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Full throttle with MySQL – part 2

In part 1 of this blog – Help! MySQL is spinning out of control – we wrote about performance challenges you may face when your database grows and which pitfalls you should take into account if you want to be well prepared. In short: what you need to think about beforehand to be able to grow flexibly along with your database. In this blog we want to give you the 6 most important parts you can pay attention to and which parameters are of influence.

Edco Wallet

Co-Founder & eigenaar
Edco Wallet - Co-Founder & eigenaar

1 What is measured, improves

Before you start turning the knobs at all, it is good to get an insight into how your database is functioning in the various areas. Monitoring is key! Monitoring is in fact nothing more than collecting data that gives you more in-depth information on for example queries, deadlocks, transactions, buffers etc.

Grafana and Prometheus are building blocks to set up monitoring. Scraping exporters in Prometheus and adding dashboards to Grafana creates a monitoring solution. Those exporters and dashboards can often be found on GitHub, as well as various plugins. There are also ready-made (open-source) monitoring solutions, such as Percona Management and Monitoring (PMM), available in the market for different types of database engines, including MySQL variants and MariaDB, as well as for DBaaS like AWS Aurora, RDS and Azure SQL database.

2 Query Analysis

One way to assess how your server is performing tasks is to monitor the load on the server. This allows you to identify the heaviest queries for further tuning. Here “time” is the most important factor, because when you run a query on the server, what matters most is how fast it completes. Load monitoring is easy to set up with tools such as MySQL Enterprise Monitor’s query analyzer or the Percona Toolkit’s pt-query-digest. These tools capture queries that the server executes, immediately bringing up the heaviest and most time-consuming tasks. This provides insight into what you should be focusing on.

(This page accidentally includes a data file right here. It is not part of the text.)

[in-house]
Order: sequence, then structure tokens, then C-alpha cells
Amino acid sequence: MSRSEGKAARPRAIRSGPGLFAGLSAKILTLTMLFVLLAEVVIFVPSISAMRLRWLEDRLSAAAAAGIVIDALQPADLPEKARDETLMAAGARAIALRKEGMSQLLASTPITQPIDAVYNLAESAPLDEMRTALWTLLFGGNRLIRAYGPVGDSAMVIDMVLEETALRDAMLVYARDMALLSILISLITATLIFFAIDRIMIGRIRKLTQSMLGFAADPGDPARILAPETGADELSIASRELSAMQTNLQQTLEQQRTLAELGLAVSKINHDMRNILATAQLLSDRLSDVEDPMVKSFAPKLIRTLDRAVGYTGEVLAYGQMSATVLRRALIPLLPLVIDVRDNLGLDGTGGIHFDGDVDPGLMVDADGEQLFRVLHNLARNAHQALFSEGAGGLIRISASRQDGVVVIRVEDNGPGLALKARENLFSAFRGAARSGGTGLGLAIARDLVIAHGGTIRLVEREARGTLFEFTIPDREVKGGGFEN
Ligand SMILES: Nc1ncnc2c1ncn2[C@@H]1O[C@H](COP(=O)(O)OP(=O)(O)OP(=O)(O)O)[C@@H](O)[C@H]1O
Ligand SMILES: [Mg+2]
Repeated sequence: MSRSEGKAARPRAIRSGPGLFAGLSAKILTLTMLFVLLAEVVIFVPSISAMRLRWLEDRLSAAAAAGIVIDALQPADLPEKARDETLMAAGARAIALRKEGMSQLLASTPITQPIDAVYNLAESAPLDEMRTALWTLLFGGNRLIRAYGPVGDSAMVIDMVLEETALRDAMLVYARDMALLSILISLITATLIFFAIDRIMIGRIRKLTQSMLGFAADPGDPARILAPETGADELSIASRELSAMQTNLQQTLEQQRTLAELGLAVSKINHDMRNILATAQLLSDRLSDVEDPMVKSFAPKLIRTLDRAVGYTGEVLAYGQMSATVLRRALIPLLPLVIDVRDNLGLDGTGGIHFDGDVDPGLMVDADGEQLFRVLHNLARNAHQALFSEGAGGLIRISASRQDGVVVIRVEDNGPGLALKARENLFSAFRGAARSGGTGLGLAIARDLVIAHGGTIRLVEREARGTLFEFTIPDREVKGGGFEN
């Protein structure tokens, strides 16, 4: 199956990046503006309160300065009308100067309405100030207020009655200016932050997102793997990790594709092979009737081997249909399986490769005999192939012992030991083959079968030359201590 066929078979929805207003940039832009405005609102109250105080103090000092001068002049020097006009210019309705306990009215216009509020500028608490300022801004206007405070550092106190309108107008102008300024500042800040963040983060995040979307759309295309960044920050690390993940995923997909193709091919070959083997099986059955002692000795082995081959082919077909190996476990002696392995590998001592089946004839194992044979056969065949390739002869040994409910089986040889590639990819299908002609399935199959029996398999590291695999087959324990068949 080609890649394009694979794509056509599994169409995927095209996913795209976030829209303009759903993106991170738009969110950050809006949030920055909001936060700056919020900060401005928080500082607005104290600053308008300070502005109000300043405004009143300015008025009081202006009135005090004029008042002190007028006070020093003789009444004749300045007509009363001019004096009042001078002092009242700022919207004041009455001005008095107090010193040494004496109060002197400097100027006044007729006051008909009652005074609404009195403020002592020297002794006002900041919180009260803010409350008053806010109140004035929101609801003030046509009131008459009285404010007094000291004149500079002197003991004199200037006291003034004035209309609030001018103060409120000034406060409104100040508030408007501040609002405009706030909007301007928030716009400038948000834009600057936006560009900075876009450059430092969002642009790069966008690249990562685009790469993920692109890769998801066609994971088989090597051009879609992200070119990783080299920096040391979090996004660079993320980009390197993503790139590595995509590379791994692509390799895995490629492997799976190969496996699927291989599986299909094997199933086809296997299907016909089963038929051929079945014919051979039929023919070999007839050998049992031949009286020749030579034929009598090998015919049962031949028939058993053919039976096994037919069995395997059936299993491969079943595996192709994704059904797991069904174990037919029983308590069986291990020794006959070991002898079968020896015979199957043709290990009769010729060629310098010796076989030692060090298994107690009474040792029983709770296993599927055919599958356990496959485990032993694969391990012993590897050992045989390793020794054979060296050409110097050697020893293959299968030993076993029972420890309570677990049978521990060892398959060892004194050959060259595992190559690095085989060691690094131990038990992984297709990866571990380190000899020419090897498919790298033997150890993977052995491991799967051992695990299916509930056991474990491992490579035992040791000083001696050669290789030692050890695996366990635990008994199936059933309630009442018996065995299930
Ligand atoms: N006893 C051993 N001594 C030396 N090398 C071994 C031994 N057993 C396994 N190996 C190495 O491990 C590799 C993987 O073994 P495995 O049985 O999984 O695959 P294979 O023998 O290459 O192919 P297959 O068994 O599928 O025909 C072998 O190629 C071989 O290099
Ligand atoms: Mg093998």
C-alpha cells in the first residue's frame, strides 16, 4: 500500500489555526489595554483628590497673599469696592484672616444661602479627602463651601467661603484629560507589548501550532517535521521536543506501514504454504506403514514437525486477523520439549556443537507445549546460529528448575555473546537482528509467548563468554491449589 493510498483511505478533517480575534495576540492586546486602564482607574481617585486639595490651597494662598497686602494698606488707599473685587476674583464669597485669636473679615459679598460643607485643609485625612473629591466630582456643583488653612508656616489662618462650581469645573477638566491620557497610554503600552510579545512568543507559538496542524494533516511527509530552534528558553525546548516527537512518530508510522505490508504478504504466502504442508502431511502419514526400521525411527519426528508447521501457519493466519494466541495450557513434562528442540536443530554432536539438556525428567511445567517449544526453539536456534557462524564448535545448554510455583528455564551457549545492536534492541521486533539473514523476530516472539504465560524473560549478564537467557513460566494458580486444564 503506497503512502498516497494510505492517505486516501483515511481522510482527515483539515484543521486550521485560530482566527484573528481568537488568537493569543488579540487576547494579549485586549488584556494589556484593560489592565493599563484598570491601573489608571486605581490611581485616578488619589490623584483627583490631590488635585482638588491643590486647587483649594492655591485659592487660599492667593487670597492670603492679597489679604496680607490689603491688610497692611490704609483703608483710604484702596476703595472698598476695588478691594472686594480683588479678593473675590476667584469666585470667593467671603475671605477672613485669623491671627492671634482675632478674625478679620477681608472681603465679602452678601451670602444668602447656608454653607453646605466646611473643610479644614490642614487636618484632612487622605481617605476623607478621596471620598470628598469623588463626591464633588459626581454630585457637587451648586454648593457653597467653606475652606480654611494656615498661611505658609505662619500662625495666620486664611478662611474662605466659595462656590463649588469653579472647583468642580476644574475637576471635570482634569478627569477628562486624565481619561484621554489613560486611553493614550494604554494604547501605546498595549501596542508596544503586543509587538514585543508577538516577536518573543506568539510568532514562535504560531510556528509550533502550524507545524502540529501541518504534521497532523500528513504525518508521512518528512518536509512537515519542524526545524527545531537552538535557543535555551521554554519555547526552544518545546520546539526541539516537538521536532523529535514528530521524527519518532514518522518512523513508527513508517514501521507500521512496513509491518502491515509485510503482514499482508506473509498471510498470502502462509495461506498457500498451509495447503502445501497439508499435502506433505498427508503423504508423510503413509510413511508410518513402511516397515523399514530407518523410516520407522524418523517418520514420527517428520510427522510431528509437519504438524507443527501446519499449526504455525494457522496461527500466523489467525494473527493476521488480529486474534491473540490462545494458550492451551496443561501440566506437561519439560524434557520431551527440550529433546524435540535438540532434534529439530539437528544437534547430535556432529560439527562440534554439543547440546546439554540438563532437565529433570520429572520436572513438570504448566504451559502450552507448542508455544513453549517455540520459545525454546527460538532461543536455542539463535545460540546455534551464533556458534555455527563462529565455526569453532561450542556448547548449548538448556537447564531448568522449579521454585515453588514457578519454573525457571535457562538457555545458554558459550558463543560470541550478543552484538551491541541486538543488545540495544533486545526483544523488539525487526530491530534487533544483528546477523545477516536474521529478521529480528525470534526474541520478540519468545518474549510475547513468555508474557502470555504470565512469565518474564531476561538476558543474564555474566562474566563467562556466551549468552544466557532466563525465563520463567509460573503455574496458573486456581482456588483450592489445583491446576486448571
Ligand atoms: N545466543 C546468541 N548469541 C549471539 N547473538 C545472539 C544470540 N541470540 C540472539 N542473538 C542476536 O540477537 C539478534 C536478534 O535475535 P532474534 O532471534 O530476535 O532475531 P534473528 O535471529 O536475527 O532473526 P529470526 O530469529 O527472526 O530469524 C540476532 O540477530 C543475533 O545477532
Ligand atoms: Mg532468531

3 Hardware

If your database is not doing what you want, your primary reaction is to dive right in. However, it is advisable to first check your hardware and assess whether things are perhaps not working properly or are out of balance. Four basic ingredients are important: CPU, RAM, disks and network. If one of these four components is not functioning properly or cannot “give” enough, your database server will function poorly.

Make sure these components are well balanced. A fast processor is nice, especially since MySQL queries cannot be executed in parallel over multiple CPUs, but too little memory, for example, also causes the database to cache on disks and that is killing your performance. And not unimportantly, you will have to allocate this memory in the database settings so it will actually be used. And vice versa, if you allocate a lot of memory in the database settings, it must be available.

4 Operating system

Operating-system tuning is also very important. Think about swappiness, IO scheduler, NUMA technology, huge pages, etc. You can read more about that in this blog by Percona.

5 Inefficient data model

We’ve written a blog about it before: the influence of data modeling is often underestimated. Issues such as indexing strategy, data types and order of columns should properly reflect the current load of the database. Many databases are still often delivered without a solid indexing strategy or with an outdated index. It is advisable to implement an indexing strategy or to reorganize the current indexing. The choice of data types must be made carefully. For example, when house numbers need to be stored, a smallint or int usually suffices and a bigint wastes space.